In developing the argument where the premises $p$ and $r$ lead to conclusion $t$, we can use a rule of inference on $p$ such that $p\implies q$ and one on $r$ such that $r\implies s$, after which we can apply another rule of inference on $q$ and $s$ such that $q \wedge s\implies t$, thus showing that $p\wedge r\implies t$.
For example, I was reading the following example:
- $\exists x(A(x)\wedge \neg B(x))$ [premise $p$]
- $A(c)\wedge \neg B(c)$ [existential instantiation from $p$]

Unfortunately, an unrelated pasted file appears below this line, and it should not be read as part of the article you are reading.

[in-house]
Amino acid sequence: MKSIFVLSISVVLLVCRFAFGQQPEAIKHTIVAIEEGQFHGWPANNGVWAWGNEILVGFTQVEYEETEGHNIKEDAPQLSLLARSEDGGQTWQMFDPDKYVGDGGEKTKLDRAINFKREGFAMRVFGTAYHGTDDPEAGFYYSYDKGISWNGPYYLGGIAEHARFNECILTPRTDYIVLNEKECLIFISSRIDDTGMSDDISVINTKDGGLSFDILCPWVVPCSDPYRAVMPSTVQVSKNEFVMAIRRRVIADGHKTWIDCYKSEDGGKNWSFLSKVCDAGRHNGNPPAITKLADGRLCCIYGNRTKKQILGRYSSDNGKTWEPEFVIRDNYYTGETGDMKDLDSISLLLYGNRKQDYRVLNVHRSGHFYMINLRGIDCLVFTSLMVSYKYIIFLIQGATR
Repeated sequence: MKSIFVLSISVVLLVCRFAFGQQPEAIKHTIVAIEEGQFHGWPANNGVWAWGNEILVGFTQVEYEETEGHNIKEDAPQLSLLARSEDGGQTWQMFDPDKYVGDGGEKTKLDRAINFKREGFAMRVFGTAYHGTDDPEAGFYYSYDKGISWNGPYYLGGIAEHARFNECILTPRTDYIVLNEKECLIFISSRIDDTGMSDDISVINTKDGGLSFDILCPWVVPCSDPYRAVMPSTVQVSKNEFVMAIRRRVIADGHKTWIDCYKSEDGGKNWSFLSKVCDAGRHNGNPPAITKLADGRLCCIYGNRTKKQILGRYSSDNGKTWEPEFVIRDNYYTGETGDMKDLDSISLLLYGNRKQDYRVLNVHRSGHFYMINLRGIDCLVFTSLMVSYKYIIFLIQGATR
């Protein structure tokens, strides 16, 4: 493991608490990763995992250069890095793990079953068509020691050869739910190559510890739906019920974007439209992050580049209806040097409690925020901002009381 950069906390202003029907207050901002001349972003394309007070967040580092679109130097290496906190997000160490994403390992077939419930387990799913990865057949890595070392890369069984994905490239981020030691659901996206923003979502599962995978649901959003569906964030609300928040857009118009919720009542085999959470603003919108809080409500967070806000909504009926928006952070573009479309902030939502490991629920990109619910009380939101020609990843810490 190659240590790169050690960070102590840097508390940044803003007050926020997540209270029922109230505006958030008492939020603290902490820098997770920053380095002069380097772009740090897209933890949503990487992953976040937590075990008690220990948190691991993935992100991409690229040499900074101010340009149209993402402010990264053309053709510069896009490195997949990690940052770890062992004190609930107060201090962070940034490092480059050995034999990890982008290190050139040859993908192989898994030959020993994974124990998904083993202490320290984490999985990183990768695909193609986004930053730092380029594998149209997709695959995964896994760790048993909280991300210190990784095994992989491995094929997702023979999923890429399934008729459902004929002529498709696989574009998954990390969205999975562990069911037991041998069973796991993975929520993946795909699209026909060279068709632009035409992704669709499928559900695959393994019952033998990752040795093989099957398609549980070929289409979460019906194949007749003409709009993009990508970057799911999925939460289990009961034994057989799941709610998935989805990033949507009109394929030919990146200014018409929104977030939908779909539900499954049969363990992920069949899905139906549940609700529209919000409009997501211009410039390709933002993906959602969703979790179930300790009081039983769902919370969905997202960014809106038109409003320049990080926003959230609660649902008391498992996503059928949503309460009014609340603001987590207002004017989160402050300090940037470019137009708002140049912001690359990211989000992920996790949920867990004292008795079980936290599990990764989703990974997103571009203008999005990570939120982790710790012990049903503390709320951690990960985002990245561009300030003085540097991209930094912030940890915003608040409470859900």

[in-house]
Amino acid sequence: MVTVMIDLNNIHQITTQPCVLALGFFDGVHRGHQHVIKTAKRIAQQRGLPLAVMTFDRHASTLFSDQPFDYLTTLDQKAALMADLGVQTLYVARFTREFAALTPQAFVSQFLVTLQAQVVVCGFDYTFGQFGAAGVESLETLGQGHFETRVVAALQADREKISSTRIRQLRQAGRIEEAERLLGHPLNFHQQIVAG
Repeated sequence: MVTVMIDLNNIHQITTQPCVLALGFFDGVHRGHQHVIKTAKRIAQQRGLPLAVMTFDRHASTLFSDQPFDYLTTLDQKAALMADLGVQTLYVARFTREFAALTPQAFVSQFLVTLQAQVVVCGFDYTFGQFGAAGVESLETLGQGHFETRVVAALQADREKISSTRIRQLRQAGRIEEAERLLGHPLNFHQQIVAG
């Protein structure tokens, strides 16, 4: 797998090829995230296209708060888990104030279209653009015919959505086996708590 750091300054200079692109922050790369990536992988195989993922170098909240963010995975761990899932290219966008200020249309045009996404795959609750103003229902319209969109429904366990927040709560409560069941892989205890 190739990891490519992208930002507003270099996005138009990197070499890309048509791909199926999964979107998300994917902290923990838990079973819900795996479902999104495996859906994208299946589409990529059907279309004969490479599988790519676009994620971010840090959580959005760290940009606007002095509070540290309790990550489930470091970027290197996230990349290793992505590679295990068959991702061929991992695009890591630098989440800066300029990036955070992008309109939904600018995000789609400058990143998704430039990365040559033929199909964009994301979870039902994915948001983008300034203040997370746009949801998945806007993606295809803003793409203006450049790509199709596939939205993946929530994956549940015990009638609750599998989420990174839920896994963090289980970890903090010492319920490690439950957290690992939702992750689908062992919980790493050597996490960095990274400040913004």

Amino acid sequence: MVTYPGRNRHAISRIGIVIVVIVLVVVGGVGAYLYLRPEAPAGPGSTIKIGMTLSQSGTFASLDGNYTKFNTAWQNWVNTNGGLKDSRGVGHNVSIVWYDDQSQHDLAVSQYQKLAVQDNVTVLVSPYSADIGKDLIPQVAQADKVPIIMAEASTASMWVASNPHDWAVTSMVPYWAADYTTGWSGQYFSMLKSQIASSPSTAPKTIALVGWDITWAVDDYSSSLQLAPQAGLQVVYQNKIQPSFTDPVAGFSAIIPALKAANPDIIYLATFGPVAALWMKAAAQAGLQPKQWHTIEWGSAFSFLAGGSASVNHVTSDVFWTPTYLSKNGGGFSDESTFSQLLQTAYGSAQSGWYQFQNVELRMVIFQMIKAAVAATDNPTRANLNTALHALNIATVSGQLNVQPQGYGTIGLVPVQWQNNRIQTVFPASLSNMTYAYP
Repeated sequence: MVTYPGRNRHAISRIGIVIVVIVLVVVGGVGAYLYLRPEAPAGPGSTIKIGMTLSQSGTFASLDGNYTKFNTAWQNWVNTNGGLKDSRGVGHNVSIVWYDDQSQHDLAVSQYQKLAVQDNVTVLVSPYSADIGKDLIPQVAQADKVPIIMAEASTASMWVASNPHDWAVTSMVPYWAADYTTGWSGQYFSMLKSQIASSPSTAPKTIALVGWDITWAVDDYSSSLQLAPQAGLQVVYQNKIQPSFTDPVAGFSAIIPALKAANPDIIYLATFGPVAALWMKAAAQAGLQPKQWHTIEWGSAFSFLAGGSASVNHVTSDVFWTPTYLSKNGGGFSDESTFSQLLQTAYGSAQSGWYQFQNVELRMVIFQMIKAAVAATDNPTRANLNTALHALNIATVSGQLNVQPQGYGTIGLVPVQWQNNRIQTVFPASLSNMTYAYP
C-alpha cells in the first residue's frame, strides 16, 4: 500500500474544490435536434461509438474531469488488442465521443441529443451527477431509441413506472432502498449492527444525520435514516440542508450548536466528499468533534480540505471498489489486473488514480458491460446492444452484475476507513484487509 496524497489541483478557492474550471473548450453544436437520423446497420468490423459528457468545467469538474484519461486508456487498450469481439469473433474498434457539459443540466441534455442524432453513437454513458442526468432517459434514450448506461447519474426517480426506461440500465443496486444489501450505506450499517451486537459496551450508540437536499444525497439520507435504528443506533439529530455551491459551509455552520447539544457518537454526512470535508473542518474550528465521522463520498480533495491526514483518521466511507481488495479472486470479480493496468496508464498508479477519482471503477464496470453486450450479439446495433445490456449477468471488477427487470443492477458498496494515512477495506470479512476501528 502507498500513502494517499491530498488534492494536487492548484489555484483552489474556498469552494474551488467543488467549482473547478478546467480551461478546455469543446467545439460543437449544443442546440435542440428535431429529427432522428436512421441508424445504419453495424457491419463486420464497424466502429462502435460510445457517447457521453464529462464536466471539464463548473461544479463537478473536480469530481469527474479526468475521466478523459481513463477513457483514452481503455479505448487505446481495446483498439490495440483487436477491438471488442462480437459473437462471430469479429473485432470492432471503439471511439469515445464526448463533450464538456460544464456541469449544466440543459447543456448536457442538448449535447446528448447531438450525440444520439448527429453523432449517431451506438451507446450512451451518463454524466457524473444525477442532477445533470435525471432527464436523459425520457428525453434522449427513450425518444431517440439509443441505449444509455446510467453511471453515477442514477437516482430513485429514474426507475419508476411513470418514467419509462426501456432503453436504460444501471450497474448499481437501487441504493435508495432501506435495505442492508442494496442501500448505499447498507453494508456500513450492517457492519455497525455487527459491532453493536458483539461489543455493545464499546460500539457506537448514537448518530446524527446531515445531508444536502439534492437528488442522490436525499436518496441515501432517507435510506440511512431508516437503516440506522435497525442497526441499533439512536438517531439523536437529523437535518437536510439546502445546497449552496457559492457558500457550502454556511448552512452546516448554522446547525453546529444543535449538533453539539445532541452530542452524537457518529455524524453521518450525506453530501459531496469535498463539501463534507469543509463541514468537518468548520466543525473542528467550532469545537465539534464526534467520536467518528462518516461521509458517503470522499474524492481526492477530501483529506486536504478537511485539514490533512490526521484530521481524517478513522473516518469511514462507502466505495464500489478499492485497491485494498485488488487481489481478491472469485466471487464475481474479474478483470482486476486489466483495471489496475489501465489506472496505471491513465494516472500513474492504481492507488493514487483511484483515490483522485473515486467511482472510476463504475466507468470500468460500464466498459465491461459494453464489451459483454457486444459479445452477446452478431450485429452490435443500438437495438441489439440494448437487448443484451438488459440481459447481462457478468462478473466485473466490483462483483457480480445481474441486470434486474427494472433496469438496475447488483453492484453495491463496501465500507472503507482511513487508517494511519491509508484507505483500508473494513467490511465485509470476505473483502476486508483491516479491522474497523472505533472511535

- $A(c)$ [simplification from the above; this is statement $q$]
- $\forall x(A(x)\rightarrow C(x))$ [premise $r$]
- $A(c)\rightarrow C(c)$ [universal instantiation from $r$; this is $s$]
- $C(c)$ [modus ponens on $q$ and $s$; this is $t$]
where steps 1 to 3 establish $p\implies q$, steps 4 to 5 establish $r\implies s$, and step 6 is $q\wedge s \implies t$. Intuitively, I can understand why the example works. This feels like a double case of hypothetical syllogism (two chains of implications converging at the modus ponens step), but anyhow I can't justify rigorously through the use of symbols. I've tried $$(p\rightarrow q)\wedge (r \rightarrow s) \wedge (q\wedge s \rightarrow t)\Leftrightarrow(p\wedge r \rightarrow t)$$
but I can't seem to get the manipulations to work. Any guidance will be much appreciated.